With both Kang and Joon throwing in the medical towels, I do wonder what will become of Geosung. I don’t exactly want them to run the hospital if it’s not what they want, but I don’t want Hye-mi left in charge either. If it were up to me, I wouldn’t let anyone in the family take charge. Perhaps it would be better to start off with a clean slate, with a new chairman. Like, say, I don’t know, a kind, ramen-eating director that actually cares about people? That would be the ideal, but any outcome would be fine, so long as this awful family feud comes to an end.

Then, the drama had to impress me even more and make my heart break for Cha-young and Tae-hyun, yet another family duo that I thought was hopeless. Tae-hyun was most definitely the most annoying part of the first half of the series. He was always a bit of a dumbass, and there were times when he was just plain terrible. Beneath that, there was an obvious love for his sister, and I so desperately wanted that love to make him better. Similar to Joon, he’s been suffering because of what happened to his family and acting out because he doesn’t know how else to deal with it. Now that Cha-young knows this, hopefully, they’ll be able to rebuild their relationship and become their own little family. Their embrace at the police station was much needed, for us and for Cha-young, after the heartache with her mom.

Some more Oh, my heart’s had to go to Director Kwon and Seon-ae. I’m also liking these new storylines with Young-shil and Dae-sik and Tae-hyun and Hee-na. They’re very last minute, but interesting nonetheless. I guess the drama wants me to cry another river with the next episode. But hey, with every storm there’s a rainbow, right? I certainly hope Kang gets his rainbow after learning of his mom’s final moments before death. I don’t think Chocolate would take the Mom angle and use it as a way to separate our couple — I hope not. I would think that it would only bring them closer. Still, I have a feeling this secret could hurt Cha-young pretty bad, just as much as losing her mom. It would be another loss for her, but at least now, she’s gained Kang.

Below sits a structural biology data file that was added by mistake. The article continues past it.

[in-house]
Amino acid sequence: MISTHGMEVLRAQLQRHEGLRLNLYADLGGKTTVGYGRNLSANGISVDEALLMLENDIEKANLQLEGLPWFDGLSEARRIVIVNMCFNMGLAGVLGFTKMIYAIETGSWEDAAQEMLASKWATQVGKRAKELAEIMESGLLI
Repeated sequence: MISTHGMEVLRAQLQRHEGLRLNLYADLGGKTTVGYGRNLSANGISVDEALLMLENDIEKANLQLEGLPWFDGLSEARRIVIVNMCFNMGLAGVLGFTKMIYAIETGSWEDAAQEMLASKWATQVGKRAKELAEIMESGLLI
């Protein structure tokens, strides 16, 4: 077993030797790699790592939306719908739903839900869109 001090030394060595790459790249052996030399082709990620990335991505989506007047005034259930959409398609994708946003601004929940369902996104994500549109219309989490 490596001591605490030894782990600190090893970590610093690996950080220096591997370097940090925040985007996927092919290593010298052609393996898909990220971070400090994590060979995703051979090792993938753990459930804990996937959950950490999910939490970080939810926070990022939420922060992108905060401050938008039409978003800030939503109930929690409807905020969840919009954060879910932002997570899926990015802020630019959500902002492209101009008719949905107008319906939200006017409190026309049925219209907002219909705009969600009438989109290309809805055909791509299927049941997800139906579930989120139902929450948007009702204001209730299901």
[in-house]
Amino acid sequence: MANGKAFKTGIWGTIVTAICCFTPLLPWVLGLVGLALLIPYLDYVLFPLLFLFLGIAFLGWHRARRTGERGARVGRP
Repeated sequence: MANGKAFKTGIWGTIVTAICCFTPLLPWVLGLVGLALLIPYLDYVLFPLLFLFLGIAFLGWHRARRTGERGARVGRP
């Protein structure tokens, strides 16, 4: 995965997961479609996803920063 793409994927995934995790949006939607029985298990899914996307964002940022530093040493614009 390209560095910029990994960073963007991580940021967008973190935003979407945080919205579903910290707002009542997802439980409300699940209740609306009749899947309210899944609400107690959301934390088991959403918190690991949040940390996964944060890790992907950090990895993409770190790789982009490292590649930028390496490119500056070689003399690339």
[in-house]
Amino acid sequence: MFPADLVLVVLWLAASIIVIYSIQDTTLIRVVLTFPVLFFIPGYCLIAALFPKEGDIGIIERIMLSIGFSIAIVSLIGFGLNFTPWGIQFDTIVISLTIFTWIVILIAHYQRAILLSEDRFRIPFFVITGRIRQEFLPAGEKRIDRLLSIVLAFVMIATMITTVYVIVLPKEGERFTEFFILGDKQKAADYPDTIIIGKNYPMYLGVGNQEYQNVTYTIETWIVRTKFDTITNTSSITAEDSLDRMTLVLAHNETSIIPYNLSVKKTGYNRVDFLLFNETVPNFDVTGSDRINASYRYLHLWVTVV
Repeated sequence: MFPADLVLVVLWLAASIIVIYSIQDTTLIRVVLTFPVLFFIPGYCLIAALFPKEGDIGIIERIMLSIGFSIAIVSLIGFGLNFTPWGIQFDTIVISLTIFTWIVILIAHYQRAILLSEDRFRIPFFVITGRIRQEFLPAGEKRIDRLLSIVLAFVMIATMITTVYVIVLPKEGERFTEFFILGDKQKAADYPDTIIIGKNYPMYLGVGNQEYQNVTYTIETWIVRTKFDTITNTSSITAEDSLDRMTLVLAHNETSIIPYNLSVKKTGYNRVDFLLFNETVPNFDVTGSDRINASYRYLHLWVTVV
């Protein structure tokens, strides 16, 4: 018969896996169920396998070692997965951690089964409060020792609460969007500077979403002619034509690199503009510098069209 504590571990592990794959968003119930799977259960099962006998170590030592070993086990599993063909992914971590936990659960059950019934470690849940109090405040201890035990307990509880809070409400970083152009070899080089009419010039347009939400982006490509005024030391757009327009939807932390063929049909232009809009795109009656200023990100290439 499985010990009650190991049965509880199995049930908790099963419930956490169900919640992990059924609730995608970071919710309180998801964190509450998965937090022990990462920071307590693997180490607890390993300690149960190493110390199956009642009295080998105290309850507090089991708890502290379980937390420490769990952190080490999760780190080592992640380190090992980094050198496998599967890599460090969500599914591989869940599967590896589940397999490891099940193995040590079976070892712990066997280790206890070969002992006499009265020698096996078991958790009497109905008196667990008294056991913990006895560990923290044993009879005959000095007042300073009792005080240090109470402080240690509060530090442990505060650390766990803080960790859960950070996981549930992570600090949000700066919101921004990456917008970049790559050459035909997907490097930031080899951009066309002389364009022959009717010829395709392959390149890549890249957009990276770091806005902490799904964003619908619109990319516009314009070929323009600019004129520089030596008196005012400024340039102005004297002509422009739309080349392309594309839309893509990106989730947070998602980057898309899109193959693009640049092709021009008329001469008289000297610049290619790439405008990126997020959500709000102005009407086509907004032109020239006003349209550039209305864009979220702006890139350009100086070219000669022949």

I hate having to let Chocolate go. Right at the start, with episode one, there was something about it that reminded me of old school K-romance. We were hit with a lot of tragedy and immediately comforted with the warmth that radiated off our characters. I wouldn’t say that the viewing experience has been a roller coaster, but more like a merry-go-round — it was dizzying, often repetitive, yet oddly soothing and comforting. And by the end of the ride, I know we’ll get off safe. Our characters will be okay.

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Why did I have to go through useless secondary characters & their unnecessary shoe horned in romance in the last two episodes? Ugh.

I was pleasantly surprised that Kang didn't ditch or blame the FL for his mom & didn't freak out over her... I think he's the 2nd ML after JCW from suspicious partner who kept on loving his girl in the same manner despite the reveal.

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And your comment made me want to try watching Suspicious Partners for the first time.

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@mmmmm fun series... i liked the heroine in it and JCW was a treat. My first ever drama by him. It is a cute romance with fun jokes. It has a little angst but that is balanced by lots of love.

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You should watch Suspicious Partner! Loved it!

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Ikr I felt like they tried to squeeze too much into the last 2 episodes and the timeline of everything just went sideways

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Agree.

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❤️😊🙏🏻

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Thanks @sailorJumun , i almost tear up after read your recap. It is a nice episode with many side story but still really heartwarming. And your writing gave me new perspective on this episode.

Kang and Joon relationship is the highlight on this episode. Deep down on his heart, Joon really care about Kang and vice versa. They never really had a problem before , but their evil family brainwashed them and make them to compete each other. As Kang went back to his old self, because of CY, he could show that he really care about his brother.
I also love that Joon revealed to Kang that he tried his best when his operated Kang. Maybe Kang already know it, but it still nice revelation (to us at least lol).